"Hep C is the main cause of liver cancer, liver transplantation and causes more deaths than AIDs in the US."
3,000,000 or so people in the US have Hep C. 15,000 die every year. I think it safe to presume that most (but not all, I will grant you) die at an advanced age nonetheless.
15,000 / 3,000,000 = 1/2 of 1%.
Driving cars is the leading cause of automobile accident deaths.
In the post transplant setting cirrhosis can develop within 5 years causing the need for a second transplant. People post transplant do not have the time to wait, that others do.
The reason one treats is to save one's liver.
Hep C is the main cause of liver cancer, liver transplantation and causes more deaths than AIDs in the US.
Mike said: The NP at the Gastroenterologist office thought I was at stage 3, and gave me 5 years if I did not try treatment. She recommended a "trial" of Pegintron/Ribaviran. I was still actively working as a Millwright when I started treatment- but needed to quit work after the second injection and became hospitalized after the third and things just kept going downhill after that until transplant. In the email my wife received from my Hepatologist while waiting for our Dec appt- he said they will never know what caused me to deteriorate so quickly- if my liver disease was even further advanced then they thought- or if the treatmend did my liver in.
Operative words being: "they will never know what caused me to deteriorate so quickly- if my liver disease was even further advanced then they thought"
As I read the initial post, 56Mike started treatment (presumably asymptomatic when starting treatment), took three doses, developed terrible side effects and went into liver failure requiring transplant.
I could be reading that wrong. I believe it is a fair reading of what was written.
If such is the case, why would anyone treat again?
It sounds to me like you have not had the best of care. There should be no confusion about biopsy results. If you already had advanced cirrhosis when you did treatment the first time, that could have had something to do with your reaction. On the other hand, you really could be one of the few who have an allergic reaction to interferon.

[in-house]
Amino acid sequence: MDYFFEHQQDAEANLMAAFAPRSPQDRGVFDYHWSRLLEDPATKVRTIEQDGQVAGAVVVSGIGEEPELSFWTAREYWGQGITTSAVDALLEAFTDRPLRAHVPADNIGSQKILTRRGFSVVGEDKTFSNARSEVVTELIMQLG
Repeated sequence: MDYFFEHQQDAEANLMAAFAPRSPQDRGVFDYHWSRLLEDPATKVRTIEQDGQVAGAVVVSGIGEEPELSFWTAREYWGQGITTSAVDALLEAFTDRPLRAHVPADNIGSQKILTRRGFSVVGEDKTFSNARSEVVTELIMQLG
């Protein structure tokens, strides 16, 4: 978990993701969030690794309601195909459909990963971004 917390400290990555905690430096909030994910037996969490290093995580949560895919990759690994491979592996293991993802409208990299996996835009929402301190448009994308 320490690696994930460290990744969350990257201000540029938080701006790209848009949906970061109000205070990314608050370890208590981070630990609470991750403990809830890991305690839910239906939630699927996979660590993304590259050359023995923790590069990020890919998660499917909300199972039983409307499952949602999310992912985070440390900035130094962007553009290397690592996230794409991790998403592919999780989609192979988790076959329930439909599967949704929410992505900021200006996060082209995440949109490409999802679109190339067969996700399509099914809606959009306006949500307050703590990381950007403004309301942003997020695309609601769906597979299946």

I wish you had a good flexible hepatologist.
You must remember you have a different liver now. The reaction the first time was with your original damaged liver.
There is a chance that they could try starting you on a reduced dosage of interferon ( maybe half dose )
to see how you react. You'd need to be closely monitored with weekly labs, as a minimum. If you show no negative reaction to interferon, they could up it to full dose and you could do treatment.
The other option would be to watch and aggressively try to be among the first post transplant patients to get into a trial with the new all oral meds.
I can't address the complications caused by your other health problems as I am not medically trained and only know a bit about hep C and liver transplants.
In contrast to your situation,, I had a biopsy at 6 and 12 months post transplant. Because the hep c was only minimally affecting my liver, the next biopsy was to be in one year. That one showed progression from stage one bridging to stage two.
But the point is, I was told to expect at least yearly biopsies to keep a watch on the hep C.
Now, with my healthy liver, I'm told I may never need a biopsy again.
Sadly, your team has let you down.
This again points out how we all must be our own advocates.
Briefly, if I were you, I'd ask my hepatologist two questions: 1, what does he know about getting you into a trial with the new orals, and 2. is there a possibility to try a reduced dosage of interferon to see how you react.
Wishing you the best of luck,